Researchers examine failed RSV vaccine experiments to find new treatments
RSV infects 65 percent of all infants in their first year of life. It is a primary cause of bronchiolitis and is believed to kill nearly 200,000 children every year. In the 1960s, researchers tested vaccines for RSV that had unintended disastrous effects on immune response. In some cases, administration of the vaccines led to a worsening of the illness, and in others they led to death, according to European-Hospital.com.
Imperial College London Professor Peter Openshaw and his team used mice studies of the previous vaccines to develop a new technique that they hope can be used against viral bronchiolitis and a wide range of other illnesses.
In a paper recently published in the journal Proceedings of the National Academy of Sciences, Openshaw and his team describe how RSV vaccines boosted white blood cell counts. The white blood cells then swarmed into the lungs, blocking the oxygen supply while eliminating the regulatory immune response known as Tregs.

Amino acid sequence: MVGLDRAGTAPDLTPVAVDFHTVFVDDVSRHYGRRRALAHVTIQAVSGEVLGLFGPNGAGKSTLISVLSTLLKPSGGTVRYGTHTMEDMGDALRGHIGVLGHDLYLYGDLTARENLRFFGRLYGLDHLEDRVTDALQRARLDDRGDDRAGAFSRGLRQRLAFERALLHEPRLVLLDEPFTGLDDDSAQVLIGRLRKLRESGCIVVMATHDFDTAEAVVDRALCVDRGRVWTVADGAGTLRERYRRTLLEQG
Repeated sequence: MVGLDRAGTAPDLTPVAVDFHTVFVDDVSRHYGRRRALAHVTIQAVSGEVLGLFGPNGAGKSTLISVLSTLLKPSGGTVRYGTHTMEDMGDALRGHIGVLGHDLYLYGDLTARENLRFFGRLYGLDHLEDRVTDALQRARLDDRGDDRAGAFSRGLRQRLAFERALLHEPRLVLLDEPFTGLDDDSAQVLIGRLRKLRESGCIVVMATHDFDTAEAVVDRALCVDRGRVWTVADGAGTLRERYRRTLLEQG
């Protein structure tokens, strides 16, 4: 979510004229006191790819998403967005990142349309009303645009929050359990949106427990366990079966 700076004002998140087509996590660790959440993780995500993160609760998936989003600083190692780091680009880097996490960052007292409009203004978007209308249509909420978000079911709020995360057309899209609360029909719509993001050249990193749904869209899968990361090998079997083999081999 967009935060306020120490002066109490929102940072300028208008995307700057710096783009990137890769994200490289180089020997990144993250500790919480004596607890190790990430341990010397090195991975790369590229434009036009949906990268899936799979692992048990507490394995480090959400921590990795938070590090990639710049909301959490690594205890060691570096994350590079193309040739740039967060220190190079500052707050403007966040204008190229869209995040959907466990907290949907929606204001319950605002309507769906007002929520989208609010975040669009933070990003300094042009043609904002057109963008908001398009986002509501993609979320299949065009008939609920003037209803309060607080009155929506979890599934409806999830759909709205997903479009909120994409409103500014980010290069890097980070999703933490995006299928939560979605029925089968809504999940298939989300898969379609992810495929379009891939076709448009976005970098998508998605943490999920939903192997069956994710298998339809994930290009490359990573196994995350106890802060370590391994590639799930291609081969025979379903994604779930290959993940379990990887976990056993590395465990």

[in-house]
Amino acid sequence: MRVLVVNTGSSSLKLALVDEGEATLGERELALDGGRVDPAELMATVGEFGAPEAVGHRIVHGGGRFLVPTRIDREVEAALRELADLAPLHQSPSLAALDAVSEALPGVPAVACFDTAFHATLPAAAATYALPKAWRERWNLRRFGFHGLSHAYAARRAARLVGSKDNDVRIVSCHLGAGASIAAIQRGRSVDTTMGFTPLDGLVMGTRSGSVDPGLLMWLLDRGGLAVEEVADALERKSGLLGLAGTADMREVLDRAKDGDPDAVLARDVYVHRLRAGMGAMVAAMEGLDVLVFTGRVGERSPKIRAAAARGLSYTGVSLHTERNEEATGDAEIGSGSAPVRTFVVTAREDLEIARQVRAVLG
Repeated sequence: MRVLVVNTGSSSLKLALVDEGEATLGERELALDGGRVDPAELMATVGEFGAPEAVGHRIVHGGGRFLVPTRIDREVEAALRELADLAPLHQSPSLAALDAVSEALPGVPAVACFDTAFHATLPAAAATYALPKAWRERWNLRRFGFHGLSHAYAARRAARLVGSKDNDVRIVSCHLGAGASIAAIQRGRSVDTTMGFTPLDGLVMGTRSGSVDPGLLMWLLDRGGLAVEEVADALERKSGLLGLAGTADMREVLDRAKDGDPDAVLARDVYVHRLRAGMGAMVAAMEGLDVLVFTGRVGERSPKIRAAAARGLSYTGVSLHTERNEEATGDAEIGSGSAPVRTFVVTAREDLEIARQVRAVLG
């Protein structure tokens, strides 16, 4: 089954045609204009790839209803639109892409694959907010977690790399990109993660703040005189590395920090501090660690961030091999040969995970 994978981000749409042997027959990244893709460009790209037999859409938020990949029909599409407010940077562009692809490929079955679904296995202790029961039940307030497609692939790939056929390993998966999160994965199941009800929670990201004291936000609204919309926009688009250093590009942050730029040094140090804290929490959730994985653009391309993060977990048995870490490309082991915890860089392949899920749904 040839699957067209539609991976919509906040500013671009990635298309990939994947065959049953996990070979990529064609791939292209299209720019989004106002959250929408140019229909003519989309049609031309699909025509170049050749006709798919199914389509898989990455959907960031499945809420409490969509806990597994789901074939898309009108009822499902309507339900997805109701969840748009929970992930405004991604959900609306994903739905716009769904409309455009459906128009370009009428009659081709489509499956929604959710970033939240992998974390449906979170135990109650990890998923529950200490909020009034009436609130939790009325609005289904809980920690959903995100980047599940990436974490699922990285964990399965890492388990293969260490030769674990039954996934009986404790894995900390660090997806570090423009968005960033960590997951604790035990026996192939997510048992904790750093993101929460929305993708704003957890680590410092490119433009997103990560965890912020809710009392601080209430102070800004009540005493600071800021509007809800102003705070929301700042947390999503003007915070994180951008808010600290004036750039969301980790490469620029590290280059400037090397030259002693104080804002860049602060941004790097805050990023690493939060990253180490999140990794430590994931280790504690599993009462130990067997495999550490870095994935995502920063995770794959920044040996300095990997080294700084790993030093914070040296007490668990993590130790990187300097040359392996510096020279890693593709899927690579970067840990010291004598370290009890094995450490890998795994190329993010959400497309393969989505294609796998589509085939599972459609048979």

"The reason for the vaccine's failure has been a puzzle for over 40 years," Openshaw said, European-Hospital.com reports. "To solve it, we tested out new ideas about how the immune system slows down inflammation. If it doesn't regulate itself properly, inflammation can run out of control. This vaccine seems to have locked the accelerator in the on position and to have disabled the brakes."
The team then tested the effects of chemokines - proteins that cause nearby cells to move around the body. They found that when vaccinated mice inhaled chemokines, Tregs moved back to the lungs where they helped fight infection.
"This is a very important discovery - it represents an entirely new way to treat these inflammatory diseases," Openshaw said, European-Hospital.com reports. "If this approach were to work in patients, it could be used in a wide range of conditions in which there is excessive inflammation such as arthritis or psoriasis as well as bronchiolitis."